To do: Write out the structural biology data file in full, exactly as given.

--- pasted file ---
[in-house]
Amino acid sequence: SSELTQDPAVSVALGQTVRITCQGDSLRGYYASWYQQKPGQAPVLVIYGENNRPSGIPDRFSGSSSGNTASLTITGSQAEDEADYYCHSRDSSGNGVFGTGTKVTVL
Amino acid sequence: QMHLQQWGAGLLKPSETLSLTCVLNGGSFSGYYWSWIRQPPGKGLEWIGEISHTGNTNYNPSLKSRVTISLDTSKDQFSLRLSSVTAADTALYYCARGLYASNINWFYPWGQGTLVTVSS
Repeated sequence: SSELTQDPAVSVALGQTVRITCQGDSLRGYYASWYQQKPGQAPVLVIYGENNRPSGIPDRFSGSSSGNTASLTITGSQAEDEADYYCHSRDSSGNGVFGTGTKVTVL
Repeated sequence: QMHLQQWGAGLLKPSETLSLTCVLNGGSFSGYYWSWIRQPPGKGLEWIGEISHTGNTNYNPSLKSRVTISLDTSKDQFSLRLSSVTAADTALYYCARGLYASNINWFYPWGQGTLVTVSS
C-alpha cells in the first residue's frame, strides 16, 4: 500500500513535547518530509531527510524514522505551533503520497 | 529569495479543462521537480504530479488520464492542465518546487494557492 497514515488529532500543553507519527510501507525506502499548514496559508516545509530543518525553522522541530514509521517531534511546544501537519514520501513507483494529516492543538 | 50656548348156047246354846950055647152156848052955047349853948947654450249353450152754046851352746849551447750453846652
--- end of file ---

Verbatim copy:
[in-house]
Amino acid sequence: SSELTQDPAVSVALGQTVRITCQGDSLRGYYASWYQQKPGQAPVLVIYGENNRPSGIPDRFSGSSSGNTASLTITGSQAEDEADYYCHSRDSSGNGVFGTGTKVTVL
Amino acid sequence: QMHLQQWGAGLLKPSETLSLTCVLNGGSFSGYYWSWIRQPPGKGLEWIGEISHTGNTNYNPSLKSRVTISLDTSKDQFSLRLSSVTAADTALYYCARGLYASNINWFYPWGQGTLVTVSS
Repeated sequence: SSELTQDPAVSVALGQTVRITCQGDSLRGYYASWYQQKPGQAPVLVIYGENNRPSGIPDRFSGSSSGNTASLTITGSQAEDEADYYCHSRDSSGNGVFGTGTKVTVL
Repeated sequence: QMHLQQWGAGLLKPSETLSLTCVLNGGSFSGYYWSWIRQPPGKGLEWIGEISHTGNTNYNPSLKSRVTISLDTSKDQFSLRLSSVTAADTALYYCARGLYASNINWFYPWGQGTLVTVSS
C-alpha cells in the first residue's frame, strides 16, 4: 500500500513535547518530509531527510524514522505551533503520497 | 529569495479543462521537480504530479488520464492542465518546487494557492 497514515488529532500543553507519527510501507525506502499548514496559508516545509530543518525553522522541530514509521517531534511546544501537519514520501513507483494529516492543538 | 50656548348156047246354846950055647152156848052955047349853948947654450249353450152754046851352746849551447750453846652